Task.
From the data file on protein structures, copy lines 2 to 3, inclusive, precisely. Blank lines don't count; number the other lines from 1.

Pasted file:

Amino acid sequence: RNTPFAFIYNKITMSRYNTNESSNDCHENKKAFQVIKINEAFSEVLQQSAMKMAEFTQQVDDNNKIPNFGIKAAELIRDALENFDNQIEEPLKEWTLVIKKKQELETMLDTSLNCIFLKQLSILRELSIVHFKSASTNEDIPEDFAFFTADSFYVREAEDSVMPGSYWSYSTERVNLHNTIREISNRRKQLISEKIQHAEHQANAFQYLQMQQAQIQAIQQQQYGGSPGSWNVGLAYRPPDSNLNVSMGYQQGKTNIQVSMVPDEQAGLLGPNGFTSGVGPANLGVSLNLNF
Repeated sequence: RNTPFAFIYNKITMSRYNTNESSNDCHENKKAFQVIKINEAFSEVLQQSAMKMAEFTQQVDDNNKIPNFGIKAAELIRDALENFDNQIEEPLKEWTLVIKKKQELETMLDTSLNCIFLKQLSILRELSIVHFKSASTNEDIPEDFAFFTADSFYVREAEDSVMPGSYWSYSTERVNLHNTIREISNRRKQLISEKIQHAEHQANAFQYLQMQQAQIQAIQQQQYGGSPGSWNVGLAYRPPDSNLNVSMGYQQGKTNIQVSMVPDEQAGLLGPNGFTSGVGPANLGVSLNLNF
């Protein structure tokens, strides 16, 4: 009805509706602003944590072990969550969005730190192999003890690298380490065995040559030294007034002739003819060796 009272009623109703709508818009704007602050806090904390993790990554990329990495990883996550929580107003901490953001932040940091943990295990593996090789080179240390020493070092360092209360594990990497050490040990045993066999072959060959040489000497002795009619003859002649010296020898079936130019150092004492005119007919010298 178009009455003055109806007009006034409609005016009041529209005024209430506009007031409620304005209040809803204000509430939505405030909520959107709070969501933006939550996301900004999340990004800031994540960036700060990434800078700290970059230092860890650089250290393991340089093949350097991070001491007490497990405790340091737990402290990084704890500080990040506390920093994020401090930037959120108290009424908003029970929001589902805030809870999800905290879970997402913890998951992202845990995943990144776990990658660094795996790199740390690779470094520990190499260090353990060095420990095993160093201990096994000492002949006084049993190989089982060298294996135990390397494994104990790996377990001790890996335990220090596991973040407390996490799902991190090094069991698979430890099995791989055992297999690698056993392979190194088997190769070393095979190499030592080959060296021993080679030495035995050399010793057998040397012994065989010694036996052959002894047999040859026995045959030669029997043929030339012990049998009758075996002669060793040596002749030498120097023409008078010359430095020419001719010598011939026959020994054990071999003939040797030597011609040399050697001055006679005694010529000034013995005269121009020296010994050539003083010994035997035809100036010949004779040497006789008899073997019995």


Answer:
Repeated sequence: RNTPFAFIYNKITMSRYNTNESSNDCHENKKAFQVIKINEAFSEVLQQSAMKMAEFTQQVDDNNKIPNFGIKAAELIRDALENFDNQIEEPLKEWTLVIKKKQELETMLDTSLNCIFLKQLSILRELSIVHFKSASTNEDIPEDFAFFTADSFYVREAEDSVMPGSYWSYSTERVNLHNTIREISNRRKQLISEKIQHAEHQANAFQYLQMQQAQIQAIQQQQYGGSPGSWNVGLAYRPPDSNLNVSMGYQQGKTNIQVSMVPDEQAGLLGPNGFTSGVGPANLGVSLNLNF
């Protein structure tokens, strides 16, 4: 009805509706602003944590072990969550969005730190192999003890690298380490065995040559030294007034002739003819060796 009272009623109703709508818009704007602050806090904390993790990554990329990495990883996550929580107003901490953001932040940091943990295990593996090789080179240390020493070092360092209360594990990497050490040990045993066999072959060959040489000497002795009619003859002649010296020898079936130019150092004492005119007919010298 178009009455003055109806007009006034409609005016009041529209005024209430506009007031409620304005209040809803204000509430939505405030909520959107709070969501933006939550996301900004999340990004800031994540960036700060990434800078700290970059230092860890650089250290393991340089093949350097991070001491007490497990405790340091737990402290990084704890500080990040506390920093994020401090930037959120108290009424908003029970929001589902805030809870999800905290879970997402913890998951992202845990995943990144776990990658660094795996790199740390690779470094520990190499260090353990060095420990095993160093201990096994000492002949006084049993190989089982060298294996135990390397494994104990790996377990001790890996335990220090596991973040407390996490799902991190090094069991698979430890099995791989055992297999690698056993392979190194088997190769070393095979190499030592080959060296021993080679030495035995050399010793057998040397012994065989010694036996052959002894047999040859026995045959030669029997043929030339012990049998009758075996002669060793040596002749030498120097023409008078010359430095020419001719010598011939026959020994054990071999003939040797030597011609040399050697001055006679005694010529000034013995005269121009020296010994050539003083010994035997035809100036010949004779040497006789008899073997019995």